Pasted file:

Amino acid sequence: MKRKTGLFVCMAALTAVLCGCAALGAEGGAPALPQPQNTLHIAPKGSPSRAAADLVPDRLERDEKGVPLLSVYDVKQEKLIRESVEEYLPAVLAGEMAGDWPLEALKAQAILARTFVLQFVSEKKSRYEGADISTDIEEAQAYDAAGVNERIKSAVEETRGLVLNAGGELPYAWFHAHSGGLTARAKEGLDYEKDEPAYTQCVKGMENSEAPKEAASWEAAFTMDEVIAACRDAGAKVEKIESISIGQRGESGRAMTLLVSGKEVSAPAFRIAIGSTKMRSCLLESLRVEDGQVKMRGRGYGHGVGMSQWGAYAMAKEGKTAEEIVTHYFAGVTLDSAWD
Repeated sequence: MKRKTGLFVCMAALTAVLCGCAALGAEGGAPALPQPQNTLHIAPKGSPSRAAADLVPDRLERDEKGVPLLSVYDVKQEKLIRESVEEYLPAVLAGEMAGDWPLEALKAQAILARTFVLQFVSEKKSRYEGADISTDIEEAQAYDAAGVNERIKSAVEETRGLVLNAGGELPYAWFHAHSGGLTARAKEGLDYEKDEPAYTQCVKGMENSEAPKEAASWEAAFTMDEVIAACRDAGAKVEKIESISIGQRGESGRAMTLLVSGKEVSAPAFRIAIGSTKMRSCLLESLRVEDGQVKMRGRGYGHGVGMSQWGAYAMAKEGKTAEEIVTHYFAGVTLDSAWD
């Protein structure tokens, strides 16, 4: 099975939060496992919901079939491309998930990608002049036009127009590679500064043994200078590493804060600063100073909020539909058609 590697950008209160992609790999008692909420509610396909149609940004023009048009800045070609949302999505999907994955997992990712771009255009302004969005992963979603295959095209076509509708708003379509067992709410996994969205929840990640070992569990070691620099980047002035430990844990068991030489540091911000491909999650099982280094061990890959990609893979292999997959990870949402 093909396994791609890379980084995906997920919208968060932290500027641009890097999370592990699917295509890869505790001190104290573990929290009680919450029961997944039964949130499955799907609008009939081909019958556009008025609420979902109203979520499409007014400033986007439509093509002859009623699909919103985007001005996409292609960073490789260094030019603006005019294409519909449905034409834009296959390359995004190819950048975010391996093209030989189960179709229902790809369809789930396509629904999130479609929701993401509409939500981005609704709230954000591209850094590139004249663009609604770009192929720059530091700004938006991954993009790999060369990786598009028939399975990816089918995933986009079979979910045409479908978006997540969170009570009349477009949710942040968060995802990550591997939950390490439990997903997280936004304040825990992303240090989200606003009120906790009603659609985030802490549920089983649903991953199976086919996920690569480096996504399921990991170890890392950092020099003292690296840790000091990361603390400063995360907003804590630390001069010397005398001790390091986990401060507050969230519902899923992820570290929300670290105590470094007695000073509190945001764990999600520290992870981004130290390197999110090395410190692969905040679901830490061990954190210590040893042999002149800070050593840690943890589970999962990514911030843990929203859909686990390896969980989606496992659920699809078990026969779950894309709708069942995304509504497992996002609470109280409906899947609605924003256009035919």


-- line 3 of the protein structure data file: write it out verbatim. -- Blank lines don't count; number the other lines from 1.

């Protein structure tokens, strides 16, 4: 099975939060496992919901079939491309998930990608002049036009127009590679500064043994200078590493804060600063100073909020539909058609 590697950008209160992609790999008692909420509610396909149609940004023009048009800045070609949302999505999907994955997992990712771009255009302004969005992963979603295959095209076509509708708003379509067992709410996994969205929840990640070992569990070691620099980047002035430990844990068991030489540091911000491909999650099982280094061990890959990609893979292999997959990870949402 093909396994791609890379980084995906997920919208968060932290500027641009890097999370592990699917295509890869505790001190104290573990929290009680919450029961997944039964949130499955799907609008009939081909019958556009008025609420979902109203979520499409007014400033986007439509093509002859009623699909919103985007001005996409292609960073490789260094030019603006005019294409519909449905034409834009296959390359995004190819950048975010391996093209030989189960179709229902790809369809789930396509629904999130479609929701993401509409939500981005609704709230954000591209850094590139004249663009609604770009192929720059530091700004938006991954993009790999060369990786598009028939399975990816089918995933986009079979979910045409479908978006997540969170009570009349477009949710942040968060995802990550591997939950390490439990997903997280936004304040825990992303240090989200606003009120906790009603659609985030802490549920089983649903991953199976086919996920690569480096996504399921990991170890890392950092020099003292690296840790000091990361603390400063995360907003804590630390001069010397005398001790390091986990401060507050969230519902899923992820570290929300670290105590470094007695000073509190945001764990999600520290992870981004130290390197999110090395410190692969905040679901830490061990954190210590040893042999002149800070050593840690943890589970999962990514911030843990929203859909686990390896969980989606496992659920699809078990026969779950894309709708069942995304509504497992996002609470109280409906899947609605924003256009035919």